IPO

Singapore Exchange to issue easier rules for SPAC listings

, Reuters

Singapore Exchange is preparing to roll out easier guidelines for listings of special purpose acquisition companies (SPACs) in the city-state, which would make it the first major Asian bourse to accept such investment vehicles.

The changes come after SGX, which has struggled to capture large listings of high-growth companies, received market feedback that some of its earlier proposals were too strict.

SGX’s regulatory arm is now considering easing a minimum S$300 million ($223.2 million) market value proposal for SPACs and a proposal that warrants cannot be detached from underlying shares.

SGX faces prospects of losing out in courting Southeast Asian start-ups looking to list in their home markets here or in the United States.

Though SGX will have an early mover advantage, one lawyer said it would still be challenging for it to become a vibrant platform for SPACs. “Whether SPACs will take pride of place in the Singapore market, like real estate investment trusts, will depend on whether there is a perceptible track record of good valuations and liquidity post-SPAC mergers,” said Robson Lee, a partner at Gibson, Dunn & Crutcher LLP.

In a consultation paper for SPAC listings issued in late March, SGX had outlined measures to rein in risks seen in U.S. SPACs such as excessive dilution by shareholders and sponsors and a rush by these firms to merge with targets.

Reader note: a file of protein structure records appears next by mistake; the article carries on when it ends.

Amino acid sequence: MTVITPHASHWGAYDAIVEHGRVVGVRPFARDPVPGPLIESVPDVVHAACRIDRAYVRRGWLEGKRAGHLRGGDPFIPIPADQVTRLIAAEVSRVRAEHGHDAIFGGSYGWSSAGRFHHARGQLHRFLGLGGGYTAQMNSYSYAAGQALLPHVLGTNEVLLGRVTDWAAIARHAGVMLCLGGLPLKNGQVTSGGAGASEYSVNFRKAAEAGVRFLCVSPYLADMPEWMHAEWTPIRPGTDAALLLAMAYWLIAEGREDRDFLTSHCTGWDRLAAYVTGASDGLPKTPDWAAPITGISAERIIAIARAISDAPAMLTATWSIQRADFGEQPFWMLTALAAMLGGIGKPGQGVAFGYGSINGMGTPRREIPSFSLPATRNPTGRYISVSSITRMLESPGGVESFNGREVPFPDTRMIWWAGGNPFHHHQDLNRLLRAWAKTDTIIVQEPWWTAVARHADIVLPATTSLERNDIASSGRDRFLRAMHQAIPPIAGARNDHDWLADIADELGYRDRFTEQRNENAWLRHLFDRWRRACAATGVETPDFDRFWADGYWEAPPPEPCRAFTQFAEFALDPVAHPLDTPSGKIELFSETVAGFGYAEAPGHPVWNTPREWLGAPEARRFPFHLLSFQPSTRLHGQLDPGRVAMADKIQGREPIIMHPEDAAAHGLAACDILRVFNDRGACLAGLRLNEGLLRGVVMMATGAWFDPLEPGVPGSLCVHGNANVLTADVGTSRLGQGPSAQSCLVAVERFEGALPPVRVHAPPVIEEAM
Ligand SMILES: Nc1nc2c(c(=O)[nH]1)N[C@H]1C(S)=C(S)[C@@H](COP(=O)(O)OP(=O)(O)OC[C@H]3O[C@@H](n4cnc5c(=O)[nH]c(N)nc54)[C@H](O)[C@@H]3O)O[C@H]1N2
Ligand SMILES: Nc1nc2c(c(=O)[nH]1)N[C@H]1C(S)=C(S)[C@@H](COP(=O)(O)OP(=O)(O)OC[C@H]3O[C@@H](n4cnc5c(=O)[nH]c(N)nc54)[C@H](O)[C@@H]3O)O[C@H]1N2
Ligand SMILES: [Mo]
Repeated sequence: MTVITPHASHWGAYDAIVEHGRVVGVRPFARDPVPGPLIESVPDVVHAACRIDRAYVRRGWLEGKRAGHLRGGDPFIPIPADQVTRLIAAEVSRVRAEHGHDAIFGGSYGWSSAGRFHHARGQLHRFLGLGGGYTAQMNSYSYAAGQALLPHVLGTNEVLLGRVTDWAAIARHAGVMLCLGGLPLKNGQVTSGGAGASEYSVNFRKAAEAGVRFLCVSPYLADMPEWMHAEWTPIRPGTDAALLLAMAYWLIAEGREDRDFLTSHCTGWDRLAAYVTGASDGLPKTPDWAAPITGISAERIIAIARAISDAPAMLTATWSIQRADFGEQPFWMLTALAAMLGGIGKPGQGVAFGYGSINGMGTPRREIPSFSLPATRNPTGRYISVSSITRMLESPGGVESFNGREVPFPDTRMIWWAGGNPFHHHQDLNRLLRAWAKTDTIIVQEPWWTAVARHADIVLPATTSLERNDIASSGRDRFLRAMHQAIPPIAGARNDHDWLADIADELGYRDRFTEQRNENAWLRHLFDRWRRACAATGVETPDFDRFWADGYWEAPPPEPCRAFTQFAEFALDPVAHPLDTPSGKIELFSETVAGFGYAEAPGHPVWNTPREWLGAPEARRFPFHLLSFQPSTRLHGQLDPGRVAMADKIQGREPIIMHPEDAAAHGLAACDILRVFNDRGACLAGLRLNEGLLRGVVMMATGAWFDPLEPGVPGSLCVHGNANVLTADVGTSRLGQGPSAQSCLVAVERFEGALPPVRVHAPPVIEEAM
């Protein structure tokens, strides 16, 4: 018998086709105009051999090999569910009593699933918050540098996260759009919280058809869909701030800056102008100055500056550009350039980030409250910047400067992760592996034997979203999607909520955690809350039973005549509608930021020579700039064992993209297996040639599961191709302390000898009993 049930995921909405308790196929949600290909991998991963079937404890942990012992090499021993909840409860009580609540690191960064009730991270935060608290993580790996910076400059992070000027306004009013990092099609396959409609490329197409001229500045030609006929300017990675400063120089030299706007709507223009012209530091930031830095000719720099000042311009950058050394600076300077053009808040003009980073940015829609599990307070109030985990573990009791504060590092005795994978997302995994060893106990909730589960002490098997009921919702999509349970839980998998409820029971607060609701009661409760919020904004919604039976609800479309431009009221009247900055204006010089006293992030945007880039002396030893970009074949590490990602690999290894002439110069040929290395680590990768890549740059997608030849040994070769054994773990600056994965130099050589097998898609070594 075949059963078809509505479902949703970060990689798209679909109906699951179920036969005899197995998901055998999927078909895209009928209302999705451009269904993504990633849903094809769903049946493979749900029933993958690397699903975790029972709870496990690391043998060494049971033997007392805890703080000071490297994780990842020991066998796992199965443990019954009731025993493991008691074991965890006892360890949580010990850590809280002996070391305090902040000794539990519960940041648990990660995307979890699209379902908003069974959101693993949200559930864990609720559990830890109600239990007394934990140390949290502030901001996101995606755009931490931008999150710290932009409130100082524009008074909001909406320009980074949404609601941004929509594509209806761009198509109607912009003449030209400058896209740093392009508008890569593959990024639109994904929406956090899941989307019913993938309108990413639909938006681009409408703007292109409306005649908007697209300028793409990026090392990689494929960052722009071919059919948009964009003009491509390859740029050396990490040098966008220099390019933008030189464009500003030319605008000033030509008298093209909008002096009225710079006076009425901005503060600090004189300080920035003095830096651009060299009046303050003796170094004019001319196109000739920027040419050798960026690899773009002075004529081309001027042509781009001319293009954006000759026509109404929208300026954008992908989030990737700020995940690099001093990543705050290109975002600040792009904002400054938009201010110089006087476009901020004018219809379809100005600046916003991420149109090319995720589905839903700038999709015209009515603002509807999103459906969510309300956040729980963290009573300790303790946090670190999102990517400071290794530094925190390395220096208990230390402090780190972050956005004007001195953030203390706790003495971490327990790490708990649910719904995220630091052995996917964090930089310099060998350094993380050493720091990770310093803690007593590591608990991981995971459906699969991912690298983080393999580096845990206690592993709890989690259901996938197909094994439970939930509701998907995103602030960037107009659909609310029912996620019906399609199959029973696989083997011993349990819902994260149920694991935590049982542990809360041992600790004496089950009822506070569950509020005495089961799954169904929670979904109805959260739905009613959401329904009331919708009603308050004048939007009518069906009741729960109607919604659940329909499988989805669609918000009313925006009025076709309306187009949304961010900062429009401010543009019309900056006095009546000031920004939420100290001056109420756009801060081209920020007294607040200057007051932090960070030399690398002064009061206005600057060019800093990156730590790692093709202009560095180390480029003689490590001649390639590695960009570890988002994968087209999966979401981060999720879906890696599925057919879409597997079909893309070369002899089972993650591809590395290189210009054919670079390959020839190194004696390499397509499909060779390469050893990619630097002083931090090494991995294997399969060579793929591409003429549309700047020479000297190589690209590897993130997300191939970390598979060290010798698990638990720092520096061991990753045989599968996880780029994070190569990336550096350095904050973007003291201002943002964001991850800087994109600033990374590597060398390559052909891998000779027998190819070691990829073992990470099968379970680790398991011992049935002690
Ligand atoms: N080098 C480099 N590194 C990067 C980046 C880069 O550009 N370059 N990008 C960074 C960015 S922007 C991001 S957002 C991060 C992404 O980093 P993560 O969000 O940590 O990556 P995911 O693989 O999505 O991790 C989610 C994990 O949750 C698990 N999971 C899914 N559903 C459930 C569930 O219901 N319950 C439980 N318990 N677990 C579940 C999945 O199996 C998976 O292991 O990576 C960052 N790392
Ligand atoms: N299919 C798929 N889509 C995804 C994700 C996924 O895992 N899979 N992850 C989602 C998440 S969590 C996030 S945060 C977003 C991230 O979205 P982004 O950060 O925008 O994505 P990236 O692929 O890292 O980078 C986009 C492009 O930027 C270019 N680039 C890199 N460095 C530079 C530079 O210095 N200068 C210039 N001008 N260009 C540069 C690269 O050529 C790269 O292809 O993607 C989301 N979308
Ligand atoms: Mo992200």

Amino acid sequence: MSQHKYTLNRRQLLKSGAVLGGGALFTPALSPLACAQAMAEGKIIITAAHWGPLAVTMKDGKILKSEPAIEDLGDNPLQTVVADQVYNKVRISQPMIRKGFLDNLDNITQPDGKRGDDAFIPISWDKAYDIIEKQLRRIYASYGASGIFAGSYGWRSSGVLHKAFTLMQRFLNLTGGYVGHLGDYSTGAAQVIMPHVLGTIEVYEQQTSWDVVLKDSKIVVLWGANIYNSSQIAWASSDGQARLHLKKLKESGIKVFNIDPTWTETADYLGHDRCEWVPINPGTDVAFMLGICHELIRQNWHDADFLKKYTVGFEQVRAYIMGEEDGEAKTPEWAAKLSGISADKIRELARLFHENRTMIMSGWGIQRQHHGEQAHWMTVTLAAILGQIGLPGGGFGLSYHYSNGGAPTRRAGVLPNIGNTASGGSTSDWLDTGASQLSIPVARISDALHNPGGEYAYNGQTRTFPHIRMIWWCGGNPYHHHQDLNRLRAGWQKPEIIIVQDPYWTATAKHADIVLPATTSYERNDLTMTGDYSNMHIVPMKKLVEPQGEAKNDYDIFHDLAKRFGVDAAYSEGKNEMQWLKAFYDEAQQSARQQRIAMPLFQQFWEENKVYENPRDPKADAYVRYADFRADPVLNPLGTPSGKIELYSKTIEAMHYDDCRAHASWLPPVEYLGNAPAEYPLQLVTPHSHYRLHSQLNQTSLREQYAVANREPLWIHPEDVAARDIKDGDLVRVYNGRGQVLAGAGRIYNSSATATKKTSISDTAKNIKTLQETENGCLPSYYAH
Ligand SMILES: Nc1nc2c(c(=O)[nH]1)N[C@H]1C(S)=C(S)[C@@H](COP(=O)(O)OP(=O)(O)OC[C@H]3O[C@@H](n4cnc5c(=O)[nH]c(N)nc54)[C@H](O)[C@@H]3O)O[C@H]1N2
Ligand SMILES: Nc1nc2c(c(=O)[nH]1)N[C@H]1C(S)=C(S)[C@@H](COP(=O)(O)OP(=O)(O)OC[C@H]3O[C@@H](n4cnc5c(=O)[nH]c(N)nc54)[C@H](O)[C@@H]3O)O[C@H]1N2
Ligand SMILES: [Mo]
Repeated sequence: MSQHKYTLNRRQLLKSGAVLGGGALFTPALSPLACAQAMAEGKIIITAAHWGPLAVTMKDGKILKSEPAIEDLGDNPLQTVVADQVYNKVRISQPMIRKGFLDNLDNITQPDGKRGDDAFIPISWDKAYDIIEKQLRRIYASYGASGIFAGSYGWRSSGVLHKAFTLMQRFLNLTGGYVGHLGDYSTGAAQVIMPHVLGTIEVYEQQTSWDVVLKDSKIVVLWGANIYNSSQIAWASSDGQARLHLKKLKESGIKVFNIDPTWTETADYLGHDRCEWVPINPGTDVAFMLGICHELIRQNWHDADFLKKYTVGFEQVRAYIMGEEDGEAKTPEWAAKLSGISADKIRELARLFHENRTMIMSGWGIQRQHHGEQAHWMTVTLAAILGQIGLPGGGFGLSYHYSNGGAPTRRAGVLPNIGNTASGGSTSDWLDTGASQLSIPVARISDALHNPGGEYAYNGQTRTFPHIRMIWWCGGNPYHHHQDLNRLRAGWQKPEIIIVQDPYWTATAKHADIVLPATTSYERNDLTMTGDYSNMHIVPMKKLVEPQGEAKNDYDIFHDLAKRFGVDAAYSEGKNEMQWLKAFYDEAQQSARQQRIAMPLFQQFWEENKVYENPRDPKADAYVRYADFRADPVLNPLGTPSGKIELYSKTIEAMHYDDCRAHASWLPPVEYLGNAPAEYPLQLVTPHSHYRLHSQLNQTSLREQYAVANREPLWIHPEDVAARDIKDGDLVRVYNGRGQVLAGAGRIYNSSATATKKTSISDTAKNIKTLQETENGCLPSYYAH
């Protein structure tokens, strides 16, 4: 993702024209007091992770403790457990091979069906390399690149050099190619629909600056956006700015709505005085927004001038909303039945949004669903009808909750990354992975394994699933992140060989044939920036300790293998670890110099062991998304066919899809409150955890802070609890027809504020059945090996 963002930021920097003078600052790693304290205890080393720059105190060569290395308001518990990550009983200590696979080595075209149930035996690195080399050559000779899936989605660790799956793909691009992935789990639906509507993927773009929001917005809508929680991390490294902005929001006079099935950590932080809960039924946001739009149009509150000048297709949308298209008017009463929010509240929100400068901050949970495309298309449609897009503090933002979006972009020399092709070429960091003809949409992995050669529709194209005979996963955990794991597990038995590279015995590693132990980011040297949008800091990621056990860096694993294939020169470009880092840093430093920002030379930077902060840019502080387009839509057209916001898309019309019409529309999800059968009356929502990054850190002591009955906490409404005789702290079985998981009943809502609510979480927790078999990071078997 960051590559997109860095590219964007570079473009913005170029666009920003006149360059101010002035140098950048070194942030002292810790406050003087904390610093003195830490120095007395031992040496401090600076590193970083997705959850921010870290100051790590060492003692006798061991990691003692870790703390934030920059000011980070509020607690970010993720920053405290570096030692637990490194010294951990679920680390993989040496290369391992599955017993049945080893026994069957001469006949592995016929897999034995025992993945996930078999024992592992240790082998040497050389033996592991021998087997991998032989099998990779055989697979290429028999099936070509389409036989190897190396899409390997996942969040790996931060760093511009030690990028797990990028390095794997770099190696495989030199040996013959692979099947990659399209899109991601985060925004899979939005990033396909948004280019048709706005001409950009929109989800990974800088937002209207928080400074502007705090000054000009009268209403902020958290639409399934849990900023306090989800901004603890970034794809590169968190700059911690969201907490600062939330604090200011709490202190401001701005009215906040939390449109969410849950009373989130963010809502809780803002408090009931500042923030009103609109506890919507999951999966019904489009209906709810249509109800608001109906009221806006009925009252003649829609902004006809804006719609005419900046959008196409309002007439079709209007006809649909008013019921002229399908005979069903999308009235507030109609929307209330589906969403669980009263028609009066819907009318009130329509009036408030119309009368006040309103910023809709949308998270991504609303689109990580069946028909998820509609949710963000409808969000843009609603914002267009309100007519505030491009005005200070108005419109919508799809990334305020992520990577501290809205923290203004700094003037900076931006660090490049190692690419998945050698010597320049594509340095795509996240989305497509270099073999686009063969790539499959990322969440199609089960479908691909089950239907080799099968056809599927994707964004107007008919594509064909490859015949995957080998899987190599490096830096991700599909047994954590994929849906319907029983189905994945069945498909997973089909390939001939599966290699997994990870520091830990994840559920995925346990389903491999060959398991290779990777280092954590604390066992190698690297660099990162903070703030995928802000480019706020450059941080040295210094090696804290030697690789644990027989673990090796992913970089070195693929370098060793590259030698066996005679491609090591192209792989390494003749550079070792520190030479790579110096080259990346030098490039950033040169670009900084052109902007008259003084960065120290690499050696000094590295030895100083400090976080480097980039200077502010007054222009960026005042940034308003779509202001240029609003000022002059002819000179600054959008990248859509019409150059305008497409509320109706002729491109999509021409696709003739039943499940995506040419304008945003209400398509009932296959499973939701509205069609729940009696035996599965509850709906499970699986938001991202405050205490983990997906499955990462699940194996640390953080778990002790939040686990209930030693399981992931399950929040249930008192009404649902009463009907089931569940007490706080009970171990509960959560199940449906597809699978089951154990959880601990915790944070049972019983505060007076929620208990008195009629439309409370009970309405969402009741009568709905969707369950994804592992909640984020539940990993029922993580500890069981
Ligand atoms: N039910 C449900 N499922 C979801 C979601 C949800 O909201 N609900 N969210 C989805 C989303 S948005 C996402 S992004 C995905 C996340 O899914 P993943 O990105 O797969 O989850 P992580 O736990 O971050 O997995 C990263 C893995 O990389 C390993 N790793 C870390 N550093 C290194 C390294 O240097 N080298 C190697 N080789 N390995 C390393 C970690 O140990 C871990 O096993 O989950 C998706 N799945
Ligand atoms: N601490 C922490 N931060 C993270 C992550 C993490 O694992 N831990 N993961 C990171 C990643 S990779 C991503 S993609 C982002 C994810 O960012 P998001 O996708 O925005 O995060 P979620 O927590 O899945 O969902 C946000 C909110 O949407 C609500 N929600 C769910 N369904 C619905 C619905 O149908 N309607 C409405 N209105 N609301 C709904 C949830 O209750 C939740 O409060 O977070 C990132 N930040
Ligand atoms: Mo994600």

SGX was likely to introduce other measures to safeguard investor interests but would simplify proposed guidelines to still make it attractive for SPACs.

In other markets, Hong Kong and Indonesia are taking tentative steps for the potential listing of SPACs, while Britain has eased rules. here But such investment vehicles are peaking in popularity in the United States as regulators there clamp down on SPACs here after a listing frenzy.

Hamstrung by a small base of retail investors, SGX has grappled with low liquidity and valuations. However, over the past few years, it has built up a lucrative Asian derivatives business and still remains a global listing venue for real estate investment trusts.

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